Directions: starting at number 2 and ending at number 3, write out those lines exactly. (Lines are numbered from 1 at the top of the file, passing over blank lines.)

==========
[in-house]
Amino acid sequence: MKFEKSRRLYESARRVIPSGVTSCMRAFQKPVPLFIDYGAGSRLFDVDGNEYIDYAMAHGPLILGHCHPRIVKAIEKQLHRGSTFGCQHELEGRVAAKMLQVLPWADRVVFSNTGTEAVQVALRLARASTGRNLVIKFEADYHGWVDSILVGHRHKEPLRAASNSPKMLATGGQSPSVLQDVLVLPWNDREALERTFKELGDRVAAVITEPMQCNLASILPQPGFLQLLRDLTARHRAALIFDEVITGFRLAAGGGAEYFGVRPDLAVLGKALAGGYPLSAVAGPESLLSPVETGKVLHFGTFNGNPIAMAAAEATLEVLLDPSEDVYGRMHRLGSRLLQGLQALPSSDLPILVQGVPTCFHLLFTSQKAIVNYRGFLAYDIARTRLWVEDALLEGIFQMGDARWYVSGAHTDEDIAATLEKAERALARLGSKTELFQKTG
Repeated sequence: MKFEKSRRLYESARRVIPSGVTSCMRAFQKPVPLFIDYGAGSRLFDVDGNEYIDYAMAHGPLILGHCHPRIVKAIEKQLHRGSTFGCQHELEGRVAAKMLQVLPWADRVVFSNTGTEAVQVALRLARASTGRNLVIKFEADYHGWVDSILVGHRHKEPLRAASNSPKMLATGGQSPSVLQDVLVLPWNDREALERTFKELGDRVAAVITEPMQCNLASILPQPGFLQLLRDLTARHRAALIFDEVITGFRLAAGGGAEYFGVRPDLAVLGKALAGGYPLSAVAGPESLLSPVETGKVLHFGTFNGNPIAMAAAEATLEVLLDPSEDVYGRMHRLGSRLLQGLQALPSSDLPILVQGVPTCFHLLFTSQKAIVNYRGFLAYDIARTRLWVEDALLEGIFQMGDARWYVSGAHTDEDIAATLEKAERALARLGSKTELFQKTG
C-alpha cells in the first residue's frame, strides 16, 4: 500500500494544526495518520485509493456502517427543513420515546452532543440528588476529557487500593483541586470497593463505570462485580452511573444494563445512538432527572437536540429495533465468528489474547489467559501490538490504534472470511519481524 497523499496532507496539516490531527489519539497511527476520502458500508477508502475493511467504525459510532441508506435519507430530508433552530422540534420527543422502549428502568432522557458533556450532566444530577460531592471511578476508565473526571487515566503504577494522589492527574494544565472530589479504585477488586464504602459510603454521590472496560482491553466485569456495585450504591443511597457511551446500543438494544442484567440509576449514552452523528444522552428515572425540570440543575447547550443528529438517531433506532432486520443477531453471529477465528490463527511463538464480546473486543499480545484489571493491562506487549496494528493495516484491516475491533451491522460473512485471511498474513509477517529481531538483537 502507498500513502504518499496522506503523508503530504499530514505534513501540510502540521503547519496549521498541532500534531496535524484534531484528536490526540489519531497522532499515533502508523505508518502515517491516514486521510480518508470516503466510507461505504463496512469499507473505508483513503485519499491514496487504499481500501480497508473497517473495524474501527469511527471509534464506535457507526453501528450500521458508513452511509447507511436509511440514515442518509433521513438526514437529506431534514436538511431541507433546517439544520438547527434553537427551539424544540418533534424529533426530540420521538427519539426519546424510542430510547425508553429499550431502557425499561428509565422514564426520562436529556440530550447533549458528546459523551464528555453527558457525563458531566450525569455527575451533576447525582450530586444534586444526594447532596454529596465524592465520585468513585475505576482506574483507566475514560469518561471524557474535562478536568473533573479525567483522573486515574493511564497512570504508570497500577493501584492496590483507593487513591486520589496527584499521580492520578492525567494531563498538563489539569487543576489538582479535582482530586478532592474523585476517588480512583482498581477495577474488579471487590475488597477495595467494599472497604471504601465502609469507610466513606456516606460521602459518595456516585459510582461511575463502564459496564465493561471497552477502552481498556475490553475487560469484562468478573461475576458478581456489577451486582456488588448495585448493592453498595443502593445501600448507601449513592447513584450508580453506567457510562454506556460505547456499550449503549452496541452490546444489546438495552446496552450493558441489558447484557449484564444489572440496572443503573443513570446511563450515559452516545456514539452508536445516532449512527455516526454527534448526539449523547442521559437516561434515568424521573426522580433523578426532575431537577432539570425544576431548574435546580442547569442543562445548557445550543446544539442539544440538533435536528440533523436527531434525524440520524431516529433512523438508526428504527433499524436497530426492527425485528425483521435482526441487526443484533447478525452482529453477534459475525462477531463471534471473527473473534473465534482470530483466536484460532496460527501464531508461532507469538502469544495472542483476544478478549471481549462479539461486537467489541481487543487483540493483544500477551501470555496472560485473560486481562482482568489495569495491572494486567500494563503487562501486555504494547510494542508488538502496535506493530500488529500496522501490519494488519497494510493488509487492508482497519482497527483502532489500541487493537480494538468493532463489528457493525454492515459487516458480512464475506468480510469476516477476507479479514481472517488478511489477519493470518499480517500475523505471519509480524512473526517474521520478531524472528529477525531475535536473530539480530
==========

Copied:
Amino acid sequence: MKFEKSRRLYESARRVIPSGVTSCMRAFQKPVPLFIDYGAGSRLFDVDGNEYIDYAMAHGPLILGHCHPRIVKAIEKQLHRGSTFGCQHELEGRVAAKMLQVLPWADRVVFSNTGTEAVQVALRLARASTGRNLVIKFEADYHGWVDSILVGHRHKEPLRAASNSPKMLATGGQSPSVLQDVLVLPWNDREALERTFKELGDRVAAVITEPMQCNLASILPQPGFLQLLRDLTARHRAALIFDEVITGFRLAAGGGAEYFGVRPDLAVLGKALAGGYPLSAVAGPESLLSPVETGKVLHFGTFNGNPIAMAAAEATLEVLLDPSEDVYGRMHRLGSRLLQGLQALPSSDLPILVQGVPTCFHLLFTSQKAIVNYRGFLAYDIARTRLWVEDALLEGIFQMGDARWYVSGAHTDEDIAATLEKAERALARLGSKTELFQKTG
Repeated sequence: MKFEKSRRLYESARRVIPSGVTSCMRAFQKPVPLFIDYGAGSRLFDVDGNEYIDYAMAHGPLILGHCHPRIVKAIEKQLHRGSTFGCQHELEGRVAAKMLQVLPWADRVVFSNTGTEAVQVALRLARASTGRNLVIKFEADYHGWVDSILVGHRHKEPLRAASNSPKMLATGGQSPSVLQDVLVLPWNDREALERTFKELGDRVAAVITEPMQCNLASILPQPGFLQLLRDLTARHRAALIFDEVITGFRLAAGGGAEYFGVRPDLAVLGKALAGGYPLSAVAGPESLLSPVETGKVLHFGTFNGNPIAMAAAEATLEVLLDPSEDVYGRMHRLGSRLLQGLQALPSSDLPILVQGVPTCFHLLFTSQKAIVNYRGFLAYDIARTRLWVEDALLEGIFQMGDARWYVSGAHTDEDIAATLEKAERALARLGSKTELFQKTG